An employee is expected to speak up if he/she objects to an employer’s action. On what basis did the labour appeal court recently, in Legal Aid South Africa v Theunissen (2019) 30 SALLR 34 (LAC), hold that the failure to speak up against altering a retirement age will result in the employee having acquiesced to the revised retirement age?
- In McWilliams v First Consolidated Holdings 1982 (1) All SA 245 (A), the appellate division observed:
‘I accept that “quiescence is not necessarily acquiescence” and that a party’s failure to reply to a letter asserting the existence of an obligation owed by such party to the writer does not always justify an inference that the assertion was accepted as the truth. But in general, when according to ordinary commercial practice and human expectation firm repudiation of such assertion would be the norm if it was not accepted as correct, such party’s silence and inaction, unless satisfactorily explained, may be taken to constitute an admission by him of the truth of the assertion, or at least will be an important factor telling against him in the assessment of the probabilities and in the final determination of the dispute. And, an adverse inference will the more readily be drawn when the unchallenged assertion had been preceded by correspondence or negotiations between the parties relative to the subject matter of the assertion.’
- Notably, in Theunissen, Legal Aid SA had commenced the consultation process in relation to the 2009 terms and conditions by emailing a version to staff in which ‘revisions, changes or new inclusions are indicated in bold italic font, strike through and a line in the right hand margin’. It had thus been expected of the employee to speak up, had he had any objections to the altered retirement age. He had, however, elected not to object, thereby acquiescing to the revised retirement age. He had to be held to this election.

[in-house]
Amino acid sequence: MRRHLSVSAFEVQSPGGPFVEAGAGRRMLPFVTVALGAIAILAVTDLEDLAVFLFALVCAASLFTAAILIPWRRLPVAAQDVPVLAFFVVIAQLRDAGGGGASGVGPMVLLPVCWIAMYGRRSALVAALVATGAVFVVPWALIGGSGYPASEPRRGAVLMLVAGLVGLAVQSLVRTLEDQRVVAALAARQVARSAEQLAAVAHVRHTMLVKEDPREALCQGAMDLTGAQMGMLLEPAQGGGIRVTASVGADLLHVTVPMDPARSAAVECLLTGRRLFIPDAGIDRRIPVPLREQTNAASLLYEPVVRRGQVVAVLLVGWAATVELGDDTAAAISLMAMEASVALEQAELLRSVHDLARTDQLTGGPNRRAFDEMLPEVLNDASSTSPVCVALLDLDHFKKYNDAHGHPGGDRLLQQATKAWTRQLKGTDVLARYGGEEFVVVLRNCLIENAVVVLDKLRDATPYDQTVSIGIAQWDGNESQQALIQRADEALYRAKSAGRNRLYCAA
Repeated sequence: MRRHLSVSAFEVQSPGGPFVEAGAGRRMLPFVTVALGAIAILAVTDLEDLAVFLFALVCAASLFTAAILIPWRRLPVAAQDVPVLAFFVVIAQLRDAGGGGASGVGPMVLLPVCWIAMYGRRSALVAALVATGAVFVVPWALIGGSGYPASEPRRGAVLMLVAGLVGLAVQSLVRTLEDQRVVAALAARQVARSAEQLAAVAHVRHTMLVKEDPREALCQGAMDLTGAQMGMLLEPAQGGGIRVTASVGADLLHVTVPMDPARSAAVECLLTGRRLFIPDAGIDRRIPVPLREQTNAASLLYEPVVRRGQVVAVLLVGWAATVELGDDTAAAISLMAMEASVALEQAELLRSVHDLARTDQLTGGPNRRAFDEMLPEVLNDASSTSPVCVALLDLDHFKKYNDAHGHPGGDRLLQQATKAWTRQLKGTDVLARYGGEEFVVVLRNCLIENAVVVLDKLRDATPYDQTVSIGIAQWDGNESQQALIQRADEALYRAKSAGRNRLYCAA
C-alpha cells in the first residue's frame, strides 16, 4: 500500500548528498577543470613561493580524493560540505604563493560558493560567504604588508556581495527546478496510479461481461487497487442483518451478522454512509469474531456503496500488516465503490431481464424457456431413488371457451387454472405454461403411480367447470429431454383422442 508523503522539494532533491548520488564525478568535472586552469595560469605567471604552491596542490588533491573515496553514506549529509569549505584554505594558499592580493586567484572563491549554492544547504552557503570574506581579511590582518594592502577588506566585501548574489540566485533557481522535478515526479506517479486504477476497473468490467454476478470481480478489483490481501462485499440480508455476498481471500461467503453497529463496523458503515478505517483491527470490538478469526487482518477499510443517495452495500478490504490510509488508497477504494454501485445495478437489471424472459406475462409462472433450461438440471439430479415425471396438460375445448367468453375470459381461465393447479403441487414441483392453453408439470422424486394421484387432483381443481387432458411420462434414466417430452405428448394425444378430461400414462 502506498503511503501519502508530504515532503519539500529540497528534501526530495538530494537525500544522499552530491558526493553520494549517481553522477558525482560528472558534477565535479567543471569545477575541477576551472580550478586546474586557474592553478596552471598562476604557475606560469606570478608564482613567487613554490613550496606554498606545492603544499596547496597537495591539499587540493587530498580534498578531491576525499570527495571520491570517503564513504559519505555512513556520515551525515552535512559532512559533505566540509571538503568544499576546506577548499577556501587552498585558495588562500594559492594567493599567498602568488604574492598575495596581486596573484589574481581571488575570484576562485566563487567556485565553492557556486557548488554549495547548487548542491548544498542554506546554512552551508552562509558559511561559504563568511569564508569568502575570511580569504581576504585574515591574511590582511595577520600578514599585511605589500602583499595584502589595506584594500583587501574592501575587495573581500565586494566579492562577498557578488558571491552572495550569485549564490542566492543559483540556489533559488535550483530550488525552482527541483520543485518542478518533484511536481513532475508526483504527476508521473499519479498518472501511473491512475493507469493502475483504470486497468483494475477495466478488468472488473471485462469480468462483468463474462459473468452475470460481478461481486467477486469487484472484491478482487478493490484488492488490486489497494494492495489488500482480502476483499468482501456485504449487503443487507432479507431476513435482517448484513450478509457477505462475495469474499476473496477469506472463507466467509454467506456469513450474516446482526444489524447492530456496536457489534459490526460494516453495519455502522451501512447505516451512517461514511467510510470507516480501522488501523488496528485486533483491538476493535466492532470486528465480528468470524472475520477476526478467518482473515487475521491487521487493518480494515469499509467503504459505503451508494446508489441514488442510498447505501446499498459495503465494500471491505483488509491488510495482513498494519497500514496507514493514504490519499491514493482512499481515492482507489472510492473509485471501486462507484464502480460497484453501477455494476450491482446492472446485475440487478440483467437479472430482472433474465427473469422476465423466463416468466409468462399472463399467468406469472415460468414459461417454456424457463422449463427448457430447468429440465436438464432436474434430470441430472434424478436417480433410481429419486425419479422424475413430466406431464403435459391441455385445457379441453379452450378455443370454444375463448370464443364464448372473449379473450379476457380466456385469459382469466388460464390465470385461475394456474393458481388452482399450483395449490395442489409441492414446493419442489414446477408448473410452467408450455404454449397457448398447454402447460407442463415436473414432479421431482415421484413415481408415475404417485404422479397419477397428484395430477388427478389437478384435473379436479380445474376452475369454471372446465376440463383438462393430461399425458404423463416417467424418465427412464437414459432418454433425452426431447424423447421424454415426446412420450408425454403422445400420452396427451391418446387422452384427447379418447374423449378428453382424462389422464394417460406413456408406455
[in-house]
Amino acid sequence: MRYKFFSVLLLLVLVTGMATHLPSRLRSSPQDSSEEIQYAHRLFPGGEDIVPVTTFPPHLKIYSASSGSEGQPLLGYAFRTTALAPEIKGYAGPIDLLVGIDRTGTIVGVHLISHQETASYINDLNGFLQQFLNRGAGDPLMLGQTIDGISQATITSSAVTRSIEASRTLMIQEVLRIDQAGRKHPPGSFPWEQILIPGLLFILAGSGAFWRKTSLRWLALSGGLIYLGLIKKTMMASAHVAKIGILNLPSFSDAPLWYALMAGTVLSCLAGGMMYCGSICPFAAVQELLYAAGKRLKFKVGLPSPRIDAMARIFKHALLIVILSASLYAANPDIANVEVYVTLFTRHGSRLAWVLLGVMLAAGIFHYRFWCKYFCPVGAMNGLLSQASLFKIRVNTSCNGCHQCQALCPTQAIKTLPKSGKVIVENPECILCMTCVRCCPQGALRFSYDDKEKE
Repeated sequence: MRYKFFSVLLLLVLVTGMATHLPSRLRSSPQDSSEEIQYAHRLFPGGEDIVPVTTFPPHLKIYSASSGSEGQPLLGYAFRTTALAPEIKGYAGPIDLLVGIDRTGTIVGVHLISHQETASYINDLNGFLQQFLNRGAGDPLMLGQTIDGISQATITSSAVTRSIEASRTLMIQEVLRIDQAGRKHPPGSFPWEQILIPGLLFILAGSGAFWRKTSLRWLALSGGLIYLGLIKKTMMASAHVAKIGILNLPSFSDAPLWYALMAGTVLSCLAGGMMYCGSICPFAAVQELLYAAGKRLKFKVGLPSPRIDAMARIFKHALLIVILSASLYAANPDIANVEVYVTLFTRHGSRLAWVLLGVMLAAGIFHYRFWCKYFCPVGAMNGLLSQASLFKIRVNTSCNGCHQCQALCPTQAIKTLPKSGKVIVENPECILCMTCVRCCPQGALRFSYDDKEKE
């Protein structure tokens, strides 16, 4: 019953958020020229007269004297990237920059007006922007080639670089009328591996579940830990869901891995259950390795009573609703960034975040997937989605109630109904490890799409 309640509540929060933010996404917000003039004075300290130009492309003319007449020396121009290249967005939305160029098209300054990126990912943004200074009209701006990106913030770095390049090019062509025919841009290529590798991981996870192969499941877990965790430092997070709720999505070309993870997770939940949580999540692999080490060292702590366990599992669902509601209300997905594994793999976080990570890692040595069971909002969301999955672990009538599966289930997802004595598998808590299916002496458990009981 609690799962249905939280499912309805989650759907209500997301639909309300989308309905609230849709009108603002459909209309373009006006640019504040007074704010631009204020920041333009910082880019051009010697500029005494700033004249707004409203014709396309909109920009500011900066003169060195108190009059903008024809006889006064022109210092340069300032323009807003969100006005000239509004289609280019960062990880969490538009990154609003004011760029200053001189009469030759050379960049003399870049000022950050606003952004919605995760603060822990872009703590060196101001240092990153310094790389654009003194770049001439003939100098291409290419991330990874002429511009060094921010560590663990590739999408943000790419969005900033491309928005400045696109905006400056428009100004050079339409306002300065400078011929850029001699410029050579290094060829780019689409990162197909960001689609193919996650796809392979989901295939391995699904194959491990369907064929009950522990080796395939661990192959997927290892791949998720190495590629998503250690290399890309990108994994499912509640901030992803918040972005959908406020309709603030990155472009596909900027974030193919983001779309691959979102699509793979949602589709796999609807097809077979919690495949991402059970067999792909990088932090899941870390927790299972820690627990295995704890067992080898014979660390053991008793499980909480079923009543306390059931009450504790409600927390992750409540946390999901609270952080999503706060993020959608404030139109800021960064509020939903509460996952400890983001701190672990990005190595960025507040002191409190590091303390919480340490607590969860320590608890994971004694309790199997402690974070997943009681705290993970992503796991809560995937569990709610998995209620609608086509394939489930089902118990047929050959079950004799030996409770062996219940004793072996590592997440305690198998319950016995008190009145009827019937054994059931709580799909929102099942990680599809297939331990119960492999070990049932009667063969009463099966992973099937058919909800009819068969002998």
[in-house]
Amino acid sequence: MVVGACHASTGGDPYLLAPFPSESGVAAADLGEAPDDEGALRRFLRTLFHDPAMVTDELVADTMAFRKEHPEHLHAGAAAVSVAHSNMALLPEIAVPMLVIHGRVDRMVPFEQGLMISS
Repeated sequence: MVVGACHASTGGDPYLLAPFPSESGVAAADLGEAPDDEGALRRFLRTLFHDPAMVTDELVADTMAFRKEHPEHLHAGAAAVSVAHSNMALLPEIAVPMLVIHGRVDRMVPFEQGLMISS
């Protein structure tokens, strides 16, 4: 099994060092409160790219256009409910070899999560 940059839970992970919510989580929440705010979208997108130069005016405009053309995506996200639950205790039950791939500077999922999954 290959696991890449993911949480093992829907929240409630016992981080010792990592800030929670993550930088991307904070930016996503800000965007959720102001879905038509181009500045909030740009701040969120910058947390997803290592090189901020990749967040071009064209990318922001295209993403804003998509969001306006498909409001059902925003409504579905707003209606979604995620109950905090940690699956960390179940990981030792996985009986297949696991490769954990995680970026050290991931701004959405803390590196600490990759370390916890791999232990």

In Minister of Police v M and Others (2016) 27 SALLR 53 (LC); (2017) 38 ILJ 402 (LC), the labour court identified the content of hearsay evidence of a special type affording greater weight than simple hearsay. What is the approach adopted by the labour court in such case as to the transcript of an internal enquiry admitted as hearsay evidence in terms of s3(1)(c) of the Law of Evidence Amendment Act? Subsequent to such judgment, the labour court, in Department of Home Affairs v General Public Service Sector Bargaining Council and Others (2019) 30 SALLR 172 (LC); (2019) 40 ILJ 2544 (LC), had the opportunity to apply the approach adopted in the aforesaid judgment to the specific facts of this matter. In this subsequent judgment, how did the labour court identify such transcript of an internal enquiry as not constituting hearsay of a special type (as required in Minister of Police v M (supra))?
According to the constitutional court, when a referral is made to the CCMA or a bargaining council concerning a dismissal, is it a requirement that the reason for the dismissal (i.e. misconduct, incapacity poor work performance, etc) is also identified in order for such CCMA or bargaining council to require the requisite jurisdiction?
What are the principles governing hearsay evidence as contained in the Law of Evidence Amendment Act 45 of 1998 and applied by the labour court in, inter alia, Swiss South Africa (Pty) Ltd v Louw NO  4 BLLR 373 (LC) and NUMSA v SA Metal & Engineering Industries Bargaining Council and Others (2014) 25 SALLR 4 (LC)?